Leila’s incredible public statement of forgiveness for the driver in the face of extreme loss and obvious personal pain prompted me and many in our community to search our hearts for forgiveness and the ability to forgive. Danny and Leila had revealed something profound to us all. I moved my workplace to the school community chapel. Several of us hung out there, in case people needed some kind of community care, comfort in grief or divine dialogue. We got so much more. Many people came in voluntarily, arms wide, hearts open.
It’s a strange thing to say amid such sadness, but it was a privilege to be part of this community that week. Leila and Danny had given our community permission to take our grief to God, to pray, to call out to God for understanding, for faithfulness and forgiveness. In our desperately sad and affected humanity, many of our people sought comfort – sometimes alone, sometimes with a counsellor, but mostly in community and with God.
This past year I have had many moments of very real, deep and authentic connection to people in my local community. There were moments of deep grief, of meaningful touch and of inspired words. There were even remarkable moments of eternal significance.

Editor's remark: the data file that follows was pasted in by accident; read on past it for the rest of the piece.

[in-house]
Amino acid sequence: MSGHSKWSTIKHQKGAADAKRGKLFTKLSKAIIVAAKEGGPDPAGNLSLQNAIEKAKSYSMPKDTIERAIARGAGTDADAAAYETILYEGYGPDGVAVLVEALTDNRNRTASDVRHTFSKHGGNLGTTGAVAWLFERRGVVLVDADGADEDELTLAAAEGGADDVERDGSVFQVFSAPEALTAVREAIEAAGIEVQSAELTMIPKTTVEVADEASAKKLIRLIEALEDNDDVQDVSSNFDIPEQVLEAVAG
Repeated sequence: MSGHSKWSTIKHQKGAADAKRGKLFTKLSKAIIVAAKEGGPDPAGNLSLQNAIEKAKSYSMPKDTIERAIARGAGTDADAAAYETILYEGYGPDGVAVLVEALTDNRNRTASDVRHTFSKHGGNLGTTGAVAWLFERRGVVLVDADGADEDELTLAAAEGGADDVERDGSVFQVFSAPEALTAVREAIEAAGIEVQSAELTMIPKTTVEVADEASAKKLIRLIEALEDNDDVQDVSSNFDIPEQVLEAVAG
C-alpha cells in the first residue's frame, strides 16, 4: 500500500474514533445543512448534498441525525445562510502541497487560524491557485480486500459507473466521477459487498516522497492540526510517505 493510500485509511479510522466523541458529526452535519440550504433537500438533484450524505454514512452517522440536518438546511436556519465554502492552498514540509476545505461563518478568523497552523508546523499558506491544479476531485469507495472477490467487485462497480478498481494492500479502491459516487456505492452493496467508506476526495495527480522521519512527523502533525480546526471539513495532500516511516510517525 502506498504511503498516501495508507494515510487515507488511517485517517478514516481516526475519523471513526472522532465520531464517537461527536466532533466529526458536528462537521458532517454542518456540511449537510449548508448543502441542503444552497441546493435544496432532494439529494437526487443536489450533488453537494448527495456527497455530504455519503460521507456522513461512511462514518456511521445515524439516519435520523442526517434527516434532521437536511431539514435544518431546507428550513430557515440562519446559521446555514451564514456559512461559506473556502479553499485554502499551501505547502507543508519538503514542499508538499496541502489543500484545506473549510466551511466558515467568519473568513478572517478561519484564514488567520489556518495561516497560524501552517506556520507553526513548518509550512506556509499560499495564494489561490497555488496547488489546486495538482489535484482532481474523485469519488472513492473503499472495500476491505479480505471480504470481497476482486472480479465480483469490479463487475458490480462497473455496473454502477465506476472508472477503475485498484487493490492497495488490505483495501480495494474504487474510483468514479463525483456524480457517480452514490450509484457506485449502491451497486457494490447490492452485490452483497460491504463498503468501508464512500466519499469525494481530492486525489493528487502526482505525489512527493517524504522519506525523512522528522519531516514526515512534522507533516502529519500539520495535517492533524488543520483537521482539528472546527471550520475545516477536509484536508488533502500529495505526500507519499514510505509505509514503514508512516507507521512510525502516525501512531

Yesterday we gathered with the community on the street of the tragedy… to remember and to pray.
These moments occurred in various places: at the church, at the hospital, at the local cafe and even in the local greengrocer… as people searched for hope. I thank God that in the midst of the many prayers of the Australian community to help this family, this family has helped us so profoundly. Normal Australians from many backgrounds in western Sydney have been reminded what the true meaning of faith in community looks like.
A year on, we have attended several services of prayer and remembrance – one at The King’s School with a special tree planting ceremony. On Monday we gathered with the community on the street of the tragedy, closed off to cars for one hour, to remember and to pray.
While we continued to pray for the family, now we also prayed for our country as Leila and Danny launched “i4give Day”. They hope it will be a deep and thoughtful day prompting each one of us to commit to forgive. To practice forgiving by handing the burden to God.
There is no good that can come from carrying anger, bitterness and resentment, because it affects our ability to move on and limits our ability to share the hope found in Jesus. Wonderfully, both governments (Federal and State) and Christian churches have indicated support for i4give Day. The Prime Minister wrote a lovely statement.
Now friends, it is up to us to open our arms – in families, in our churches and in our local communities – to dig deep, practice forgiveness and share God’s light and love and hope.
Dr Jen George is a thought leader and practitioner in community and place partnerships, and shares in the ministry and life of The King’s School, Parramatta where her husband Tony is headmaster (the school attended by Antony Abdallah and his younger brothers Alex and Michael).